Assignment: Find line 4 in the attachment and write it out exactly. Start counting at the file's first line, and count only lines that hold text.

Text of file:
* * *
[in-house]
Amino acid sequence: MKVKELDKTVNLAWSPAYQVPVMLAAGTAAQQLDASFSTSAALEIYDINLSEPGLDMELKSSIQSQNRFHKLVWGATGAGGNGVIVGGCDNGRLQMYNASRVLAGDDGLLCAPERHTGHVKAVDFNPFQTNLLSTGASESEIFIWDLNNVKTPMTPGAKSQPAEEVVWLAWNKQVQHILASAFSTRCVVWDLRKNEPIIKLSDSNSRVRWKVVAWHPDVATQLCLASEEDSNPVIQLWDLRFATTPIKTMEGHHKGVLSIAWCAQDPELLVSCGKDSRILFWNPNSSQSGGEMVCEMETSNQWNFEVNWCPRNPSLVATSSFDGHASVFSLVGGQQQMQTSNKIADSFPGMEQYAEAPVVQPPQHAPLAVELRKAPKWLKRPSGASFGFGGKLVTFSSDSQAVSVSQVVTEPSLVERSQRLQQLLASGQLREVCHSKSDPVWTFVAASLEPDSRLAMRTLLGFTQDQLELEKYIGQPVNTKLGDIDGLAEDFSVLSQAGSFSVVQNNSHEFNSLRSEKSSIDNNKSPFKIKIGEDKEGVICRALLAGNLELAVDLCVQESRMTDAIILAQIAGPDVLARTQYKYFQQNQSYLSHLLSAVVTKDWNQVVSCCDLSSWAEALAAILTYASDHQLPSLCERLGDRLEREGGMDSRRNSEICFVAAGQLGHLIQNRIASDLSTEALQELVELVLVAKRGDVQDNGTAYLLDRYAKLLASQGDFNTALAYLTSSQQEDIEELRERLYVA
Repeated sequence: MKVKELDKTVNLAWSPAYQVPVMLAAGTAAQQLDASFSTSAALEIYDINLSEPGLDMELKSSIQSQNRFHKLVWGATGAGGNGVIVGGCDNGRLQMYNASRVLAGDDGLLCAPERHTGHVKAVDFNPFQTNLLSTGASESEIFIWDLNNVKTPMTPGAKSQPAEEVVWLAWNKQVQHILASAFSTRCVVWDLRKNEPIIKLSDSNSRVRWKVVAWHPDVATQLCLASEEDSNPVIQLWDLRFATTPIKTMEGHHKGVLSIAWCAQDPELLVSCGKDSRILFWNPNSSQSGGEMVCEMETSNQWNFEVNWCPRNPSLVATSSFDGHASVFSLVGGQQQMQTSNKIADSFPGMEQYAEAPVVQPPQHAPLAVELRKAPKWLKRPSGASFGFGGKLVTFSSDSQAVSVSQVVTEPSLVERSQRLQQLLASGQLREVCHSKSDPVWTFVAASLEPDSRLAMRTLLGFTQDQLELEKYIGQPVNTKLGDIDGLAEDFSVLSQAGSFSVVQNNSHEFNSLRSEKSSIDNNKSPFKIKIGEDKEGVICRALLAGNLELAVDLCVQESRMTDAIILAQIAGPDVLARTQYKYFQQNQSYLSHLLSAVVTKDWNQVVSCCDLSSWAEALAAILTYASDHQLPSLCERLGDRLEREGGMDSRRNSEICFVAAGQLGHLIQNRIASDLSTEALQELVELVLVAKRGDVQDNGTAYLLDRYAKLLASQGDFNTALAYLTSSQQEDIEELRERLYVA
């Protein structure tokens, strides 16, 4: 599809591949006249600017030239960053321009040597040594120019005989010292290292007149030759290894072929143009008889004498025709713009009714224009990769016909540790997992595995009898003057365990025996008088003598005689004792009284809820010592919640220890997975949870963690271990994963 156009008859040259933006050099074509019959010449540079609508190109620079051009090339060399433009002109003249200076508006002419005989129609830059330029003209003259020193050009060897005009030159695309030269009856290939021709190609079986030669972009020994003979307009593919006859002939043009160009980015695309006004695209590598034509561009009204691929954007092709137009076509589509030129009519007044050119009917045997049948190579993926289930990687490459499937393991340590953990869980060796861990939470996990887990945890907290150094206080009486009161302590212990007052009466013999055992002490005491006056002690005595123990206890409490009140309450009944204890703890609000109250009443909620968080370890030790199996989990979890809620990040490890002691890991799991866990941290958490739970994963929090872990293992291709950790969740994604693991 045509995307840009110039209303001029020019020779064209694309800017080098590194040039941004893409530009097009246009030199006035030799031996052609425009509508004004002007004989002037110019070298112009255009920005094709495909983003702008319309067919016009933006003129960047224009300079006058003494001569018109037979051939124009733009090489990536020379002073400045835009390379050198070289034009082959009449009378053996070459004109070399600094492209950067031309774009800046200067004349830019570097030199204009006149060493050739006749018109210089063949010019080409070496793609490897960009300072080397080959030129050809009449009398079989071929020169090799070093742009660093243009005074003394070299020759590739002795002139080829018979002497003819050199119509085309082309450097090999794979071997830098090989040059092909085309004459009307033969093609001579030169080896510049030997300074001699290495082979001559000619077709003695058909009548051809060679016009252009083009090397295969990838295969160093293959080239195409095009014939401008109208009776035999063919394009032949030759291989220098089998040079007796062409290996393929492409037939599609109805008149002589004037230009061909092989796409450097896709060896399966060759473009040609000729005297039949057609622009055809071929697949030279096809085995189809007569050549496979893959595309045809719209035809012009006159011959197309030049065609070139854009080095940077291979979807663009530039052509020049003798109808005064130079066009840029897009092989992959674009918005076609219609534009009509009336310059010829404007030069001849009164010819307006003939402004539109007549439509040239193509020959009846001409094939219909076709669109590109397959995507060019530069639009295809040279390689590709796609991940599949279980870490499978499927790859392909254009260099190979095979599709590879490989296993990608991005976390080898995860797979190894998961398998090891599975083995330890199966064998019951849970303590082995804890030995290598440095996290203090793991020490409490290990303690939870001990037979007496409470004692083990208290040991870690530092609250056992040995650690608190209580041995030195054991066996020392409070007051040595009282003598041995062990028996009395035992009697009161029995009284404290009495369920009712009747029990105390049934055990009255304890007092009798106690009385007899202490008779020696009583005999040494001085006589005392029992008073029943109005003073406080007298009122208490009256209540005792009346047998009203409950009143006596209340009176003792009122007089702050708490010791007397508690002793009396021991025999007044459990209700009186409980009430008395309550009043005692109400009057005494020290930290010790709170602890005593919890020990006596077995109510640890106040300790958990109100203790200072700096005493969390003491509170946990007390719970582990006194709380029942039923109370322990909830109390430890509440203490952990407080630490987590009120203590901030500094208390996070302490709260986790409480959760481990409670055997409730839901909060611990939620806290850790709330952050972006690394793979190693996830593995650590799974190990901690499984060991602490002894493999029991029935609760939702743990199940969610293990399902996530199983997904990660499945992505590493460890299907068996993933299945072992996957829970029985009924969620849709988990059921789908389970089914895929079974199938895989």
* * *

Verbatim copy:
């Protein structure tokens, strides 16, 4: 599809591949006249600017030239960053321009040597040594120019005989010292290292007149030759290894072929143009008889004498025709713009009714224009990769016909540790997992595995009898003057365990025996008088003598005689004792009284809820010592919640220890997975949870963690271990994963 156009008859040259933006050099074509019959010449540079609508190109620079051009090339060399433009002109003249200076508006002419005989129609830059330029003209003259020193050009060897005009030159695309030269009856290939021709190609079986030669972009020994003979307009593919006859002939043009160009980015695309006004695209590598034509561009009204691929954007092709137009076509589509030129009519007044050119009917045997049948190579993926289930990687490459499937393991340590953990869980060796861990939470996990887990945890907290150094206080009486009161302590212990007052009466013999055992002490005491006056002690005595123990206890409490009140309450009944204890703890609000109250009443909620968080370890030790199996989990979890809620990040490890002691890991799991866990941290958490739970994963929090872990293992291709950790969740994604693991 045509995307840009110039209303001029020019020779064209694309800017080098590194040039941004893409530009097009246009030199006035030799031996052609425009509508004004002007004989002037110019070298112009255009920005094709495909983003702008319309067919016009933006003129960047224009300079006058003494001569018109037979051939124009733009090489990536020379002073400045835009390379050198070289034009082959009449009378053996070459004109070399600094492209950067031309774009800046200067004349830019570097030199204009006149060493050739006749018109210089063949010019080409070496793609490897960009300072080397080959030129050809009449009398079989071929020169090799070093742009660093243009005074003394070299020759590739002795002139080829018979002497003819050199119509085309082309450097090999794979071997830098090989040059092909085309004459009307033969093609001579030169080896510049030997300074001699290495082979001559000619077709003695058909009548051809060679016009252009083009090397295969990838295969160093293959080239195409095009014939401008109208009776035999063919394009032949030759291989220098089998040079007796062409290996393929492409037939599609109805008149002589004037230009061909092989796409450097896709060896399966060759473009040609000729005297039949057609622009055809071929697949030279096809085995189809007569050549496979893959595309045809719209035809012009006159011959197309030049065609070139854009080095940077291979979807663009530039052509020049003798109808005064130079066009840029897009092989992959674009918005076609219609534009009509009336310059010829404007030069001849009164010819307006003939402004539109007549439509040239193509020959009846001409094939219909076709669109590109397959995507060019530069639009295809040279390689590709796609991940599949279980870490499978499927790859392909254009260099190979095979599709590879490989296993990608991005976390080898995860797979190894998961398998090891599975083995330890199966064998019951849970303590082995804890030995290598440095996290203090793991020490409490290990303690939870001990037979007496409470004692083990208290040991870690530092609250056992040995650690608190209580041995030195054991066996020392409070007051040595009282003598041995062990028996009395035992009697009161029995009284404290009495369920009712009747029990105390049934055990009255304890007092009798106690009385007899202490008779020696009583005999040494001085006589005392029992008073029943109005003073406080007298009122208490009256209540005792009346047998009203409950009143006596209340009176003792009122007089702050708490010791007397508690002793009396021991025999007044459990209700009186409980009430008395309550009043005692109400009057005494020290930290010790709170602890005593919890020990006596077995109510640890106040300790958990109100203790200072700096005493969390003491509170946990007390719970582990006194709380029942039923109370322990909830109390430890509440203490952990407080630490987590009120203590901030500094208390996070302490709260986790409480959760481990409670055997409730839901909060611990939620806290850790709330952050972006690394793979190693996830593995650590799974190990901690499984060991602490002894493999029991029935609760939702743990199940969610293990399902996530199983997904990660499945992505590493460890299907068996993933299945072992996957829970029985009924969620849709988990059921789908389970089914895929079974199938895989």